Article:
40. What I don’t understand is that, why can’t I get a F150 in Diesel, how about a Toyota Tundra or Chevy Silverado in Diesel. The American company offers them in the bigger trucks but why can’t they put it in the smaller lineup. I tow and would love to get more torque from the diesel engines. More than 40% of americans drive trucks, it should be a no brainer for most but not america. I don’t get it at all.

  41. The reason there are not many diesels in the US, has nothing to do about the perception of diesels being “dirty”. The truth is the EPA has implemented ridiculous rules regarding diesel emissions. Most of these engines, while realistically providing much less emissions per mile driven than current gasoline powered cars in the US, don’t meet these strict new EPA standards. Most car companies don’t wish to invest the additional capitol required to come up with an engine that is applicable to only one market, when their current product is viable in ALL other markets. Simple economics. 🙂

  42. Remember the F100? perfect size for most people. My dad had a dozen of them over the years. Imagine that in DIESEL!!! The ranger needs to be re-done and returning with an F100 diesel would be the ticket.
    WAKE UP AMERICA!! Fuel will be back to $4 per gallon as soon as the economy turns around…

  43. He Jon buddy,
    You’re wrong it’s not a perception of the people, it’s what has been brainwashed into them. Industry and government all for their own reasons keep brainwashing, to keep this superior technology off this continent. One way to force the Diesels in here. Everybody in the market for a new vehicle should visit the dealer-ship and insist on a Diesel model. If not available refuse to buy a car at all. Imagine how fast we would see diesel cars over here when dealers would have to listen to this from every potential customer and therefore would not sell a vehicle for half a year. America wake up and smell the bacon!

  44. I would love my next car to be a diesel. My first husband and I owned a late 1970/early 1980 something Olds wagon, but they no longer offer domestic cars in the US with diesel engines.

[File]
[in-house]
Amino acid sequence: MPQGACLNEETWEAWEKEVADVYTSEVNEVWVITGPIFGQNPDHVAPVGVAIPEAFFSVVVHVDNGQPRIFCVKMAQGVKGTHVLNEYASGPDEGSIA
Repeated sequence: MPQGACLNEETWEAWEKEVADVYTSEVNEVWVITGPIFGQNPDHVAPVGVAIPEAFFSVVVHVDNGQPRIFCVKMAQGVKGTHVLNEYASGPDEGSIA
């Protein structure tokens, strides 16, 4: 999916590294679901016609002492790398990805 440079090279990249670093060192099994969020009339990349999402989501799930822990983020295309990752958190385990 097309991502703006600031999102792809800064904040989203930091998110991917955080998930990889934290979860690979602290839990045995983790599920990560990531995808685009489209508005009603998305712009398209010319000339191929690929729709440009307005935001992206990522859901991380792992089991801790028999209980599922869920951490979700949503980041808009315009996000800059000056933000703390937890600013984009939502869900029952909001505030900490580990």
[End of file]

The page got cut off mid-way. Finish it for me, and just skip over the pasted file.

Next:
I don’t want a VW they can be pricey to fix and we have only one dealer nearby. Can’t afford any of the luxury euro cars. They really need to get on board here in the US.

    My son told me about the Mahindra (I know it’s a truck, but it’s a small one), but no one knows when they’ll be available here.

  45. I’m stationed in the middle east and we have ford rangers with turbo diesel engines all over base. They are great to drive plenty of power, not sure why they are not sold in the US.

  46. If you think U.S. politicians are serious about cutting fuel costs, you can disprove it with just two words: smart stoplights. Just ask a politician his position on that, and watch him mummble and flee. This only shows the collusion between automakers who already have diesel cars they sell in Europe they could easily sell here, the government, and the oil companies. Face it. We have seen the enemy, and he is us.

  47. Just bought a new 2010 Jetta TDI and am very pleased so far. It is quiet, clean, fun to drive and extremely thrifty with a gallon of fuel. Thankfully, VW makes the kinds of quality cars that a diesel oriented person, such as myself, can afford to purchase and maintain.
    I bought a new 1979 VW Rabbit Diesel in October 1978 and drove it up until 1995, regretfully selling the car to a relative (with almost 200,000 miles) after buying a then new Toyota T-100 pickup and needing a little extra quick cash. I would have later replaced the Rabbit Diesel with another VW diesel if there had been a dealer in my home town. I still do not have a local dealer, but grew tired of waiting for the other auto brands in this country to offer a vehicle that I could get excited about. So last week, I went ahead and bought another VW diesel from an out-of-town dealer.
    I have to agree with many of the comments that I have seen so far in regards to our domestic and other import manufacturers’ reluctance to build diesel passenger cars and light trucks for sale in the US. It just does not make logical sense for our domestic car makers to sell all kinds of diesel vehicles to the rest of the world and not offer a few select models over here. The technology to make them work over here is clearly available – so there is no excuse for not dropping some of these engines into existing passenger car and truck body styles for domestic sales.
    So, heck with them. I voted with my pocketbook and they lost a sale. I got my Jetta TDI, …love it and feel sure that I will drive it for at least 15 years – even though I am 42 miles from my dealer.

  48. Ya’ll covered every topic on why we don’t have diesels in the US. You’ve named many, many used cars and trucks or vehicles in other countries. Please recommend and tell us HOW TO PURCHASE A NEW foreign DIESEL SUV and have it shipped to this country. I don’t like the diesel choices available here/now. Voting with my checkbook…….thanks.